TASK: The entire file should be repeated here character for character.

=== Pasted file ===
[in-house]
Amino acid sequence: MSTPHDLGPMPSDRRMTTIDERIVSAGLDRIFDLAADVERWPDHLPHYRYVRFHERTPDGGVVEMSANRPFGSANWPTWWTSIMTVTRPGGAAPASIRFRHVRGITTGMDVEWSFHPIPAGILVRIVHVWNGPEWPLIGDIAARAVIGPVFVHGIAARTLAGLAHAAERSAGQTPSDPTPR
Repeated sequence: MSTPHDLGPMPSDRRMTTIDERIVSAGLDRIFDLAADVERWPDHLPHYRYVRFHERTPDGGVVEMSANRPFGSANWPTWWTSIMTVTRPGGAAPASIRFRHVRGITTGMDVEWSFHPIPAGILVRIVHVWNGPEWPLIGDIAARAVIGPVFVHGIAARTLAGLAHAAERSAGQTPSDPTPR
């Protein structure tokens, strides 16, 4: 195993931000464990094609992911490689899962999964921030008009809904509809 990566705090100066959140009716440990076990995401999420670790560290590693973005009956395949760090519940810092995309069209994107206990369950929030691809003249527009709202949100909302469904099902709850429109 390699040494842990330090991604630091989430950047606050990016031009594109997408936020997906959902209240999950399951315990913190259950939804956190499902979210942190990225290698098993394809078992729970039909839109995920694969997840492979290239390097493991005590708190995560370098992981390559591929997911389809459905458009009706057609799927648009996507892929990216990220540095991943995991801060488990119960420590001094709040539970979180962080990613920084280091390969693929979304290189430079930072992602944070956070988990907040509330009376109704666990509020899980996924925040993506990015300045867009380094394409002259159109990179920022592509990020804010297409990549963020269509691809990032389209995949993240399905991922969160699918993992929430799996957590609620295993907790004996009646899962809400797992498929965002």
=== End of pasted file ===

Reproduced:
[in-house]
Amino acid sequence: MSTPHDLGPMPSDRRMTTIDERIVSAGLDRIFDLAADVERWPDHLPHYRYVRFHERTPDGGVVEMSANRPFGSANWPTWWTSIMTVTRPGGAAPASIRFRHVRGITTGMDVEWSFHPIPAGILVRIVHVWNGPEWPLIGDIAARAVIGPVFVHGIAARTLAGLAHAAERSAGQTPSDPTPR
Repeated sequence: MSTPHDLGPMPSDRRMTTIDERIVSAGLDRIFDLAADVERWPDHLPHYRYVRFHERTPDGGVVEMSANRPFGSANWPTWWTSIMTVTRPGGAAPASIRFRHVRGITTGMDVEWSFHPIPAGILVRIVHVWNGPEWPLIGDIAARAVIGPVFVHGIAARTLAGLAHAAERSAGQTPSDPTPR
């Protein structure tokens, strides 16, 4: 195993931000464990094609992911490689899962999964921030008009809904509809 990566705090100066959140009716440990076990995401999420670790560290590693973005009956395949760090519940810092995309069209994107206990369950929030691809003249527009709202949100909302469904099902709850429109 390699040494842990330090991604630091989430950047606050990016031009594109997408936020997906959902209240999950399951315990913190259950939804956190499902979210942190990225290698098993394809078992729970039909839109995920694969997840492979290239390097493991005590708190995560370098992981390559591929997911389809459905458009009706057609799927648009996507892929990216990220540095991943995991801060488990119960420590001094709040539970979180962080990613920084280091390969693929979304290189430079930072992602944070956070988990907040509330009376109704666990509020899980996924925040993506990015300045867009380094394409002259159109990179920022592509990020804010297409990549963020269509691809990032389209995949993240399905991922969160699918993992929430799996957590609620295993907790004996009646899962809400797992498929965002």